thank you sir and we will wait for that article. I know sir jestine will authorized you because he loves to shareelectronics information. I am rigth sir jestine? Cheers!!!
September 5, 2015 at 4:45 pm
may be u can share also the esr printable scale and pcd design sir if you have thank you so much
September 1, 2015 at 9:31 pm
September 1, 2015 at 10:23 pm
September 1, 2015 at 10:41 pm
i m ur big fen sir, i like ur all artical they r very helpful for me a learn a lot of thing by ur artical.
Thanks a lot thank u very much sir.
September 3, 2015 at 3:24 pm
Thank you very much for your comment.
I appreciate it and I like if my articles can be used by the readers, otherwise they would be non-sense.
For me the most valuable in an article is if I can learn something new from it.
September 1, 2015 at 10:41 pm
A very well-written Article. Clear and detailed explanation. Thank you for the basic theory behind the PC P/S. Excellent workmanship and logic flow.
I hope you will write more articles Mr. Adzic!
September 1, 2015 at 11:02 pm
informative explaination thanks for sharing.
September 2, 2015 at 12:13 am
Congratulations Chris, a good tutorial and nice photos.
September 2, 2015 at 12:29 am
Good job, Chris. Thanks for the well written article.
September 2, 2015 at 5:16 am
Thanks for the very clear step by step article. The details made it very clear in finding the fault. Where are you able to get this data from? I have trouble finding some information when I am doing electronic repairs, which makes the job twice as hard.
Thanks for sharing!
September 2, 2015 at 1:08 pm
Very Good article, and hope for more articles in the future.
September 2, 2015 at 1:24 pm
very nice article and clean way of description on repairs. good work keep it up.
September 2, 2015 at 7:27 pm
hi Christian Robert Adzic
thank u .
Albert Hoekman, Holland
September 3, 2015 at 5:41 am
Hi Mr.Chris, the first thing I saw at the PSU tester is the 5 Volt Stand By voltage, this should be minimal 5% + -. This is needed by the motherboard to start up when the PC is switched off. In your case it is 4,4 Volts which is too low and therefore the motherboard did not start and there was of course no Power Good signal from the motherboard. Of course the problem was the bulged E-cap.
Thanks for the article, very good explanation too.
September 3, 2015 at 3:36 pm
I appreciate you support my article.
You are right with the explanation.
Thank you for supporting.
Osman AL Sinnary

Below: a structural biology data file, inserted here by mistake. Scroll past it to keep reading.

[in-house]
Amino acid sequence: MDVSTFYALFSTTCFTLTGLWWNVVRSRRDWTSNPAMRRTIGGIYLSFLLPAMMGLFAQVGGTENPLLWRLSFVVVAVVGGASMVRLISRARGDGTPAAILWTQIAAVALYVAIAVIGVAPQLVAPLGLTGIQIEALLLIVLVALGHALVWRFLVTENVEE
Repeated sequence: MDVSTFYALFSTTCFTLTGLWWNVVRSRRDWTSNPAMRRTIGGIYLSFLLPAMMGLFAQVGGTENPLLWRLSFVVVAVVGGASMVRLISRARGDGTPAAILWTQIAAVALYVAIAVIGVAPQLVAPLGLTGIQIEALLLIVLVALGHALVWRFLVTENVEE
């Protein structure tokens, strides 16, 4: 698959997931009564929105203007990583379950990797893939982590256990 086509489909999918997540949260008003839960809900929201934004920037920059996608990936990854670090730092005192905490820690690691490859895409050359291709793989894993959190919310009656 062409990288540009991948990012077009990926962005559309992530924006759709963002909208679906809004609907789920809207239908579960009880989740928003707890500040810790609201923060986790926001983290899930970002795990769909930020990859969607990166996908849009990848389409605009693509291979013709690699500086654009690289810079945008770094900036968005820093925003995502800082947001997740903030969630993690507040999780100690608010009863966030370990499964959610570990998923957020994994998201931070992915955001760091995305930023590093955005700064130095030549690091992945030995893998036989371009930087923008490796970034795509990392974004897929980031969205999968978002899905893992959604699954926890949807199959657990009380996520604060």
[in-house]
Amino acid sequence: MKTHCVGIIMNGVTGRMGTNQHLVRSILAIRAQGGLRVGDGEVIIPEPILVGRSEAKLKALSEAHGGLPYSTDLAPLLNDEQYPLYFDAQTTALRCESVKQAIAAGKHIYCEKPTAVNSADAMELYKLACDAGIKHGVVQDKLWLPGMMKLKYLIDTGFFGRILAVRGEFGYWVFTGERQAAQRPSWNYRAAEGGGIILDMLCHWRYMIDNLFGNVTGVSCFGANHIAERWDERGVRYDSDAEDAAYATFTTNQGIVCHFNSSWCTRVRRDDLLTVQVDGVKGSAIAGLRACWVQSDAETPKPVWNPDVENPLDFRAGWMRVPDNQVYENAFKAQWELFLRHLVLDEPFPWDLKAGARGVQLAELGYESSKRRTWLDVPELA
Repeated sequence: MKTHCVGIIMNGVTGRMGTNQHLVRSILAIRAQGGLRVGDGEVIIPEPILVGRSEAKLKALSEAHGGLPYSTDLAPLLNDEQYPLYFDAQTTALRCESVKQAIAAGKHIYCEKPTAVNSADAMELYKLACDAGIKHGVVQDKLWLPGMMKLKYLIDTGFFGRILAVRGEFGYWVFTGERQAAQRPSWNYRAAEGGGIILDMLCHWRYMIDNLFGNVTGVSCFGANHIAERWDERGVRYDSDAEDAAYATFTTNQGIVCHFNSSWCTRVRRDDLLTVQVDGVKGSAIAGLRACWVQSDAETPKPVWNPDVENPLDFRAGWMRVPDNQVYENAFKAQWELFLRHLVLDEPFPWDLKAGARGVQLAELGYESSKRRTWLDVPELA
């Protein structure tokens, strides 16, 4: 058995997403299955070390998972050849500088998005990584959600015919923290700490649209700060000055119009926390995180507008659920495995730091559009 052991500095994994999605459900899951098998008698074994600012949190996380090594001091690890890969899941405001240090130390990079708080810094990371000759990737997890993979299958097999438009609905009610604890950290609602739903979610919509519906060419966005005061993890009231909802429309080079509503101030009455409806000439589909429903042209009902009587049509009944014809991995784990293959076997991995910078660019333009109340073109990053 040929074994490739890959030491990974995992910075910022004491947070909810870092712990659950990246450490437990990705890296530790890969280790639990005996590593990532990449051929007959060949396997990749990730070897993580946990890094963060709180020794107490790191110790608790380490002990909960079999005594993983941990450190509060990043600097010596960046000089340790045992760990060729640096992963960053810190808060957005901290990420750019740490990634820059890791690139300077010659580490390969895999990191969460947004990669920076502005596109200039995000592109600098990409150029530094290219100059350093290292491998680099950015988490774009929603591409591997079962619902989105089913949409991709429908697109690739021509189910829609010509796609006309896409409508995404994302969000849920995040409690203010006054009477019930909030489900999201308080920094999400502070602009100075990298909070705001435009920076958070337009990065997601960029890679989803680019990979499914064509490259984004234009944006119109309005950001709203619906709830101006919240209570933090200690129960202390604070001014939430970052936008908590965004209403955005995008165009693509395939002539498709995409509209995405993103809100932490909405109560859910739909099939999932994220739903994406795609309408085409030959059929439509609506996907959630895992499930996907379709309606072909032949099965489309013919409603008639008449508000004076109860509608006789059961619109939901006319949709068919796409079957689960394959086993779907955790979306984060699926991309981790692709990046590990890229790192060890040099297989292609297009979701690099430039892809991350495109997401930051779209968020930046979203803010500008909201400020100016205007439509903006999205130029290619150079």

September 4, 2015 at 7:08 pm
Good work , Nice way
September 6, 2015 at 5:46 pm
Very good information. Nice ESR meter. Plz post an article on how to make one
September 8, 2015 at 9:28 am
Keep the good work up. It is always good to logically follow the process.
September 8, 2015 at 8:19 pm
thank you Sir for sharing. Very informative and clear. The psu tester is a great tool for quick checking and i hope to get one.
September 9, 2015 at 5:59 am
Ok folks, if you can read this comment than you have lucky, because Mr. Jesting was shared the whole source of a similar ESR meter as I build years ago and I use now days too.
Here on this link you can get all the stuff you need to build the ESR meter like mine, it is not the 100% same but very similar.
Good luck on building and let as know about the progress. 🙂
Here is the link: http://electronics-diy.com/electronic_schematic.php?id=949
Ulises Aguilar Pazzani
November 12, 2015 at 9:45 am
good job Sir
Ulises Aguilar Pazzani
December 9, 2015 at 10:25 am
Mr Robert a very nice explain Job , I like Your home make ESR meter , like readding Your artcles
February 24, 2016 at 9:33 am
Great article Christian. this is the type of logical step-by-step detail I wish all articles would have. Very good detail and pictures!
Thank you sir. You are a Master Technician!!
November 4, 2018 at 1:13 pm
Chris, in the server PSU, you detected an out-of-range 5vSB line and a bulged capacitor. Yet, nowhere-- at least, not in the sequence of your diagnosis-- do you indicate that you actually replaced the bulging capacitor.
Quite properly, you lubricated the fan, since a fan failure invites equipment overheating and failure, but the capacitor remains a problem
You also did not explain whether an out-0f-range 5vSB line can be expected to cause further failures-to-start with the server.